A team of UK researchers, including experts from Cardiff University’s Cardiff Catalysis Institute, have shown that significant amounts of hydrogen can be unlocked from fescue grass with the help of sunlight and a cheap catalyst.
It is the first time that this method has been demonstrated and could potentially lead to a sustainable way of producing hydrogen, which has enormous potential in the renewable energy industry due to its high energy content and the fact that it does not release toxic or greenhouse gases when it is burnt.
Co-author of the study Professor Michael Bowker, from the Cardiff Catalysis Institute, said: “This really is a green source of energy.
“Hydrogen is seen as an important future energy carrier as the world moves from fossil fuels to renewable feedstocks, and our research has shown that even garden grass could be a good way of getting hold of it.”
The team, which also includes researchers from Queen’s University Belfast, have published their findings in the Royal Society journal Proceedings A.
Hydrogen is contained in enormous quantities all over the world in water, hydrocarbons and other organic matter.
Up until now, the challenge for researchers has been devising ways of unlocking hydrogen from these sources in a cheap, efficient and sustainable way.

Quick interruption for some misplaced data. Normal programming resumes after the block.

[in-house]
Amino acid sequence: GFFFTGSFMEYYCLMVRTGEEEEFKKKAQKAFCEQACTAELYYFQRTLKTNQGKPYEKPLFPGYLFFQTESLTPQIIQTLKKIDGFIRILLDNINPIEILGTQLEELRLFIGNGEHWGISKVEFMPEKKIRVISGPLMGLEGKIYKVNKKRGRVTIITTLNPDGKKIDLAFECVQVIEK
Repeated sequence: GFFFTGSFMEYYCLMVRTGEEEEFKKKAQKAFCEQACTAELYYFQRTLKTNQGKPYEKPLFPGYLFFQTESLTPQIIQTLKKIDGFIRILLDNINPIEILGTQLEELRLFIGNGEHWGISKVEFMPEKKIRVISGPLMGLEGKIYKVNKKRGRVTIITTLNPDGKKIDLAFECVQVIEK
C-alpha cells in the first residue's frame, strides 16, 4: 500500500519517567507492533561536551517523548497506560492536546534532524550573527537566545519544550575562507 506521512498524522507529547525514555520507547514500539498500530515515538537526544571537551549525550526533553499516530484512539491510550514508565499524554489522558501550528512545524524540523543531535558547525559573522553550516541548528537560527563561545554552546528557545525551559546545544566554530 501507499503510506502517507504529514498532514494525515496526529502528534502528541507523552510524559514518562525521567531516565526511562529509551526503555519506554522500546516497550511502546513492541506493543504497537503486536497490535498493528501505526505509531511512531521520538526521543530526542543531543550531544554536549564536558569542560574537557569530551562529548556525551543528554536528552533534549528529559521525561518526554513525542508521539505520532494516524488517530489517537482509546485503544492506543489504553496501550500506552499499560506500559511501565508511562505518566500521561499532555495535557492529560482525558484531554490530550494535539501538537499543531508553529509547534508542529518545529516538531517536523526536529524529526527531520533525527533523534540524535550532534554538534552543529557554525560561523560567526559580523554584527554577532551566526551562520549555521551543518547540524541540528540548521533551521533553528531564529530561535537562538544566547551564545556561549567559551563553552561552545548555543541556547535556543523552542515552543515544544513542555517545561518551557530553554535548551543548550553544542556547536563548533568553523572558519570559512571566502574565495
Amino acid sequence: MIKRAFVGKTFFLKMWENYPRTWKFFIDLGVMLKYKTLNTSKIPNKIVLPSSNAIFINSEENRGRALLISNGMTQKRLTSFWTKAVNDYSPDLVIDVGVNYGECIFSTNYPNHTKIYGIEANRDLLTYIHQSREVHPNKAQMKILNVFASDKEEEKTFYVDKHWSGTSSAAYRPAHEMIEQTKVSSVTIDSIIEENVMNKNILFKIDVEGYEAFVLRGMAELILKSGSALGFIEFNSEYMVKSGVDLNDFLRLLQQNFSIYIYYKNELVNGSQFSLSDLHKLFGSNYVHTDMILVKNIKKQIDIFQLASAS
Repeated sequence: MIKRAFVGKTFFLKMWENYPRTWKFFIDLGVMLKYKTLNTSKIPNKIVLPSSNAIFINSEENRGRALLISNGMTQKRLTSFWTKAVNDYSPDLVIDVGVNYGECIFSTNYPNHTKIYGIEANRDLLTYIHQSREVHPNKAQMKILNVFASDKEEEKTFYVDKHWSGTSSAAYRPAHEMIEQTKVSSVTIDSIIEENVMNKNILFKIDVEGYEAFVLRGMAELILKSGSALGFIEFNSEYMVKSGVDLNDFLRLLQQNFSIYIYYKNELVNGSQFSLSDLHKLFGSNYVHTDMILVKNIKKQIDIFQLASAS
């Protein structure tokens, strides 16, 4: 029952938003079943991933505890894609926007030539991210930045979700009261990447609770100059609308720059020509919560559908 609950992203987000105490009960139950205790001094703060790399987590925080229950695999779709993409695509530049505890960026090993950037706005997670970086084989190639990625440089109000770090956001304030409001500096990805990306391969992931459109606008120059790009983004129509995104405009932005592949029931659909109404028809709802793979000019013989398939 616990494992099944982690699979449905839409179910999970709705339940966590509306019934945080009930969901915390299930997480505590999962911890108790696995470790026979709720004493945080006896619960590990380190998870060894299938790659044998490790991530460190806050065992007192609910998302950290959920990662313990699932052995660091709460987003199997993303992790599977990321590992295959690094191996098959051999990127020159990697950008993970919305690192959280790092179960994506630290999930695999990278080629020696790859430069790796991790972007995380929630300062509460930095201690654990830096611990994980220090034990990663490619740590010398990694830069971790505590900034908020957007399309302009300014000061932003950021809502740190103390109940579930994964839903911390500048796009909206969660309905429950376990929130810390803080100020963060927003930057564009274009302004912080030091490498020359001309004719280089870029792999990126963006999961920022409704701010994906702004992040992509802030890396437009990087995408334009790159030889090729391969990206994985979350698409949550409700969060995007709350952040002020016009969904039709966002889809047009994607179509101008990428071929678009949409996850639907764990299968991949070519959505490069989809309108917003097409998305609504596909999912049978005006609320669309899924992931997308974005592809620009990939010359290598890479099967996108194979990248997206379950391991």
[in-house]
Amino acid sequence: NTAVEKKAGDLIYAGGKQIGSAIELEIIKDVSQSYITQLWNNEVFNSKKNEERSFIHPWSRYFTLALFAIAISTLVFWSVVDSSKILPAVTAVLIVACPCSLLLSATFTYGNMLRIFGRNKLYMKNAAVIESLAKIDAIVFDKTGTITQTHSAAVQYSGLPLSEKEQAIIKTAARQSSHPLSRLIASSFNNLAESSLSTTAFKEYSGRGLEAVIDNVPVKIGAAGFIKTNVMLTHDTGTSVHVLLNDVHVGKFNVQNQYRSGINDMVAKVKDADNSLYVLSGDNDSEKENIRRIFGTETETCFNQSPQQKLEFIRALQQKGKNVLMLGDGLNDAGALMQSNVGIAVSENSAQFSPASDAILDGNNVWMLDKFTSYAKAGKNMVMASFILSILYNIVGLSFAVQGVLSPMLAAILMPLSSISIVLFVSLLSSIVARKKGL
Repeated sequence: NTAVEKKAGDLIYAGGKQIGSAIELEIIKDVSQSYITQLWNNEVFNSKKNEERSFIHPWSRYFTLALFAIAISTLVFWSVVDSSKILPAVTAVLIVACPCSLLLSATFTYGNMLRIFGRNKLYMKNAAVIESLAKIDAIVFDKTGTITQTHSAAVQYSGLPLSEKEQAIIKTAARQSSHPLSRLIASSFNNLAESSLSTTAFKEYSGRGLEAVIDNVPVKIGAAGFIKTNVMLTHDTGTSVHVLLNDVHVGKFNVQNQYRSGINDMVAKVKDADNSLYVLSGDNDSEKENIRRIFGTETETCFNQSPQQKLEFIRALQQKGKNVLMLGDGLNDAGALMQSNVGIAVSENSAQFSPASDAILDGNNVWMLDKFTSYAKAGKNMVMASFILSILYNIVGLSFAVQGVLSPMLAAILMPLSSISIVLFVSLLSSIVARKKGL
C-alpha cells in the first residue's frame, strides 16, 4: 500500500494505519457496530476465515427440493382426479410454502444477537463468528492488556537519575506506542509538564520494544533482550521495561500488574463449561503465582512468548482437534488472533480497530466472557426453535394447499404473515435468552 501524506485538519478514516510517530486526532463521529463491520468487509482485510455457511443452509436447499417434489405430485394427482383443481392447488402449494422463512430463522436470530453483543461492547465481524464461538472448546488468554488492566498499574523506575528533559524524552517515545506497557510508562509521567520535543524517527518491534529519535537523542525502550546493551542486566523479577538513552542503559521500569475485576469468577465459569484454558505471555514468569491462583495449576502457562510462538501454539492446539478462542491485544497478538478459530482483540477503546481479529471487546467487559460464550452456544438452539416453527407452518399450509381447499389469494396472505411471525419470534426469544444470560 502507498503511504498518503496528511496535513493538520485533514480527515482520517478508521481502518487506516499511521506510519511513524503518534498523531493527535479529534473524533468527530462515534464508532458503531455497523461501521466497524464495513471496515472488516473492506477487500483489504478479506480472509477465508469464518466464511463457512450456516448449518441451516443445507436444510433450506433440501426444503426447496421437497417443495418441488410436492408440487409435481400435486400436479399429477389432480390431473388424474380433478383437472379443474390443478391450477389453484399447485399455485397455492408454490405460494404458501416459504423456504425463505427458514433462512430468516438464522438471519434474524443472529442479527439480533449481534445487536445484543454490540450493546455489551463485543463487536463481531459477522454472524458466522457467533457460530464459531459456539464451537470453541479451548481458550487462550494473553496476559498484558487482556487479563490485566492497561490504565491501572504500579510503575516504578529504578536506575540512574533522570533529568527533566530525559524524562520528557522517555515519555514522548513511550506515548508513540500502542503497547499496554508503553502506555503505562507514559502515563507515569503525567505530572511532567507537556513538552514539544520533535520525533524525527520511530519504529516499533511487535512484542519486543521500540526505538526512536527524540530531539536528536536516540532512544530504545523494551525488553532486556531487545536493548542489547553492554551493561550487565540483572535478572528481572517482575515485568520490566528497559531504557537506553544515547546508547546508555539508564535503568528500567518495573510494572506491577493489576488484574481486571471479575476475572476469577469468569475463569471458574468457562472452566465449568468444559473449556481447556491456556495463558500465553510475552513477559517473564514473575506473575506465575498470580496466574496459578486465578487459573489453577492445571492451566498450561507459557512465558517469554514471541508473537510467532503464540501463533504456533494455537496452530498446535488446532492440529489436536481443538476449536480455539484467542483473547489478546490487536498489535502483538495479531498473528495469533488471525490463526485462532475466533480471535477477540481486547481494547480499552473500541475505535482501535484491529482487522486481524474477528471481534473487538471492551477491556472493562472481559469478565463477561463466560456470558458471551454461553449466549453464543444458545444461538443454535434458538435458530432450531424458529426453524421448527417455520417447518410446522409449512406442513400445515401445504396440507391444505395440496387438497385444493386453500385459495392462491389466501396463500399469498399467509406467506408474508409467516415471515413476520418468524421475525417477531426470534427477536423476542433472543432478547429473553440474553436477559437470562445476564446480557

A promising source of hydrogen is the organic compound cellulose, which is a key component of plants and the most abundant biopolymer on Earth.
In their study, the team investigated the possibility of converting cellulose into hydrogen using sunlight and a simple catalyst – a substance which speeds up a chemical reaction without getting used up.
This process is called photoreforming or photocatalysis and involves the sunlight activating the catalyst which then gets to work on converting cellulose and water into hydrogen.
The researchers studied the effectiveness of three metal-based catalysts – Palladium, Gold and Nickel.
Nickel was of particular interest to the researchers, from a practical point of view, as it is a much more earth-abundant metal than the precious metals, and is more economical.
In the first round of experiments, the researchers combined the three catalysts with cellulose in a round bottom flask and subjected the mixture to light from a desk lamp. At 30 minutes intervals the researchers collected gas samples from the mixture and analysed it to see how much hydrogen was being produced.
To test the practical applications of this reaction, the researchers repeated the experiment with fescue grass, which was obtained from a domestic garden.
Professor Michael Bowker continued: “Up until recently, the production of hydrogen from cellulose by means of photocatalysis has not been extensively studied.
“Our results show that significant amounts of hydrogen can be produced using this method with the help of a bit of sunlight and a cheap catalyst.
“Furthermore, we’ve demonstrated the effectiveness of the process using real grass taken from a garden. To the best of our knowledge, this is the first time that this kind of raw biomass has been used to produce hydrogen in this way. This is significant as it avoids the need to separate and purify cellulose from a sample, which can be both arduous and costly.”